On Saturday the TCDSB held it’s first ever Edcamp. According to the back channel, it was a huge hit. Attendees got to freely move around through sessions that were moderated (not led) by board facilitators. The idea was to really get educators to share, network and learn from each other.
My friend Luke McPherson and I got to facilitate a session called “Love, Hate and Continue”. The idea for the session was taken from #edcampTO two years ago where my friends Pierre Poulin and Francois Bourdon facilitated “What sucks? What rocks?”. Attendees came to a round table discussion that was equal parts Dr. Phil and Oprah.
Luke and I added very little to the conversations and instead, egged on the crowd to share more. Here’s a full list of the notes we took while educators vented, celebrated and shared.
One trend I noticed was that people who came to this Saturday morning PD session were really into the idea of sharing. Those that were on social media were really keen to talk about how being connected to teachers around the world had really transformed their practice. It was odd however, that a lot of the same people had a hard time naming people that they learned from outside of the TCDSB. We did get some “must follows”, but only a small percentage given the number of people that were singing the praises of being connected.
Most of the attendees were following people in our board. While I’m connected to a lot of TCDSB people through social media, I definitely have favourites that are outside of our system. People like Royan, Andrew, Yoon and Lisa are regular reads for me. They are part of the reason that I use social media. If I wanted to find out more from the TCDSB, I’d use our website or our email system or ask about people through the grapevine.
Maybe we need to make a bank of “out of system”/switched-on educators for twitter newbies to peruse?
Hardware was a big topic.
Attendees struggled between wanting more board stuff (tablets, computers, devices in general) and less restrictions (more administrative rights on board imaged devices). They worried about bandwidth, servers and responsibility over BYOD devices. One teacher said “as a parent I have concerns over BYOD. Is it right that my child uses something at school but the school takes no responsibility over repairs/maintenance?” These tools are way more expensive than standard pencil case items. Is BYOD being used as a cost saving measure for the board? Is that a cynical way of looking at teaching students to use their own tools for learning instead of play?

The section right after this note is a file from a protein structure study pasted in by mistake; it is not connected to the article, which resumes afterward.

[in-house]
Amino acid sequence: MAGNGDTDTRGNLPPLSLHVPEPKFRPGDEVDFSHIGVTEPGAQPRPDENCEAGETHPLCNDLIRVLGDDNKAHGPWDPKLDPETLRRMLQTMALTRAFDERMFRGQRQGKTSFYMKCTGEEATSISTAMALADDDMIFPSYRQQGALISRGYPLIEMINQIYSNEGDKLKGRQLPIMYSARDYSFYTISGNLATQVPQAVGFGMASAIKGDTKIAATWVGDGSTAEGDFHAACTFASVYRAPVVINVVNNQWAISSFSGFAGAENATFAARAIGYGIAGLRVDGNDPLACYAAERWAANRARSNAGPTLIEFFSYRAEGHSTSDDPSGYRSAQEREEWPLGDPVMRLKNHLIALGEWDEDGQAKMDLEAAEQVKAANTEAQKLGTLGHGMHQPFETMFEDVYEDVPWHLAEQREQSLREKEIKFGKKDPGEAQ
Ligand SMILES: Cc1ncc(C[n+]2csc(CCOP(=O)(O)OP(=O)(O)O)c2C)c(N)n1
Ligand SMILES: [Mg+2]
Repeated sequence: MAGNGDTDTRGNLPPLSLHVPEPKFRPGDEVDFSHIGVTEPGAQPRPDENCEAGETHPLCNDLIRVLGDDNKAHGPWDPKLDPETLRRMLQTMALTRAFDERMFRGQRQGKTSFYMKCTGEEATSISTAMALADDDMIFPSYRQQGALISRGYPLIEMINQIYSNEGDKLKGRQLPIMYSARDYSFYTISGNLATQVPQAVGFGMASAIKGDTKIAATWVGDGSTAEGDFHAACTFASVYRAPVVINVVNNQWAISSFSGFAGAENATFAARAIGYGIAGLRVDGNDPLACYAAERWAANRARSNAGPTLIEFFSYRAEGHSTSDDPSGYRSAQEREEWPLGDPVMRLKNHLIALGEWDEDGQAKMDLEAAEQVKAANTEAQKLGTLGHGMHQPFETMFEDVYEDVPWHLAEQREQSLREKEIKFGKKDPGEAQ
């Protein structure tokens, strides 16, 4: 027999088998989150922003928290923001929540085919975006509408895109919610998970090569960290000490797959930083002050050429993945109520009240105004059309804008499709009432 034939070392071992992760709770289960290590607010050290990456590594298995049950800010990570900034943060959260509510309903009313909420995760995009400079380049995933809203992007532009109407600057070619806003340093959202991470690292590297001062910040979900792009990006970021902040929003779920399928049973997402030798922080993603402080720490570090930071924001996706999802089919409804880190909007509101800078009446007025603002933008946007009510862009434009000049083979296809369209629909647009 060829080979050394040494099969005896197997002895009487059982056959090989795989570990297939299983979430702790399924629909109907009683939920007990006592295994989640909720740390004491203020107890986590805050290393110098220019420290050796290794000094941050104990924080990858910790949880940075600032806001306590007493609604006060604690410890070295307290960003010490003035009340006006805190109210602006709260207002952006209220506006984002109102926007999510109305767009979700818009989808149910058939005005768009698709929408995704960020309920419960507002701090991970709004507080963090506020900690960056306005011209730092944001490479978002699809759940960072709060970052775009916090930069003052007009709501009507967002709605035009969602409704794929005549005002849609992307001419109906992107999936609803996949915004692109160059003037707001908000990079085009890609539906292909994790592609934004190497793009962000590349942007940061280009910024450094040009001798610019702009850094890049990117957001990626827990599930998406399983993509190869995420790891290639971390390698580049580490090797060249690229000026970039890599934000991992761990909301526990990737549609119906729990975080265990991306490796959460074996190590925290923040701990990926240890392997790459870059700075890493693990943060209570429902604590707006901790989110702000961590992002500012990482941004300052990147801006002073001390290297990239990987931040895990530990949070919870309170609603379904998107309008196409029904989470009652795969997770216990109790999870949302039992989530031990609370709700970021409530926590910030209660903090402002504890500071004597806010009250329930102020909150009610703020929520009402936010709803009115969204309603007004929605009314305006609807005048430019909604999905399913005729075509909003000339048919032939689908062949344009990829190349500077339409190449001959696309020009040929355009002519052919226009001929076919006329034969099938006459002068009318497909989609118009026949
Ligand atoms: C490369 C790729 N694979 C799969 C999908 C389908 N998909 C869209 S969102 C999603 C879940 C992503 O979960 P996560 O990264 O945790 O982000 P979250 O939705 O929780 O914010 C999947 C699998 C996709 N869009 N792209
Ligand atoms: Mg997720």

We had a few awesome shares from people that were doing amazing things in their schools. Elisha Horbay, Christian Barber and Mike D’Addario are currently doing incredible work at their schools. Elisha has crafted a unit around food and food culture at her school. Christian has built a DIY teleprompter and has worked with his students to create a news show for their elementary school. Mike is working with two classes and an after school club to build an arcade game (AND program the games). I asked them where can we read about their work. All three shrugged off their work (as if it wasn’t that special), and said “nowhere”.
These are trailblazers doing amazing things. More people need to read about their work! I’m not sure how we can encourage them to record and share more, but it needs to happen. I was so inspired by all three!
The big take-away for me was the importance of listening. The conversations that we had in “Hate, Love and Continue” usually happen in private. They rarely happen in front of people that can make a difference. I’m not sure if that happens out of respect or fear.
I can’t count how often I tell my students that “I’m not a mind-reader” or "ask for help, and I can help you". These are not original Stepan-isms. In fact, I probably heard them through my whole school career both as a teacher and as a student. It’s good advice that we all need to follow. We all need to be a bit louder. We need to ask for help when we need it. We need to share the good things that we do so others can learn with us.
Be in the forrest. Listen for trees.